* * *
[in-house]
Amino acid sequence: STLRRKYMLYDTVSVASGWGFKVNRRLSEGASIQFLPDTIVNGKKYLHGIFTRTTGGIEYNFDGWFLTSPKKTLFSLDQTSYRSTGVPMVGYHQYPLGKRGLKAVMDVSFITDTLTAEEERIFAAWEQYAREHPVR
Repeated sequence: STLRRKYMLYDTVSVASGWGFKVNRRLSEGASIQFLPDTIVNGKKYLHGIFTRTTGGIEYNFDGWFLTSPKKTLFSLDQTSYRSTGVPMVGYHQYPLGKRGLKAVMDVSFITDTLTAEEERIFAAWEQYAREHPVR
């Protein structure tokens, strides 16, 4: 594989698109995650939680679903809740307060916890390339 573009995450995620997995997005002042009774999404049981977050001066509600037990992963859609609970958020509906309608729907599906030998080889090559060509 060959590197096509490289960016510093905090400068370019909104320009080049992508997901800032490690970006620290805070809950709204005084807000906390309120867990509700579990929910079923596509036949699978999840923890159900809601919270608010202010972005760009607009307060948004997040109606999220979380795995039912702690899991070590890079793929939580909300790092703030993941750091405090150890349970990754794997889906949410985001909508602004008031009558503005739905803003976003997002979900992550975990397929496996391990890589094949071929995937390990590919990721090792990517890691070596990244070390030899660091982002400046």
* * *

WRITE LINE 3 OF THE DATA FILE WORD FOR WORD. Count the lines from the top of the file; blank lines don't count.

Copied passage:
Repeated sequence: STLRRKYMLYDTVSVASGWGFKVNRRLSEGASIQFLPDTIVNGKKYLHGIFTRTTGGIEYNFDGWFLTSPKKTLFSLDQTSYRSTGVPMVGYHQYPLGKRGLKAVMDVSFITDTLTAEEERIFAAWEQYAREHPVR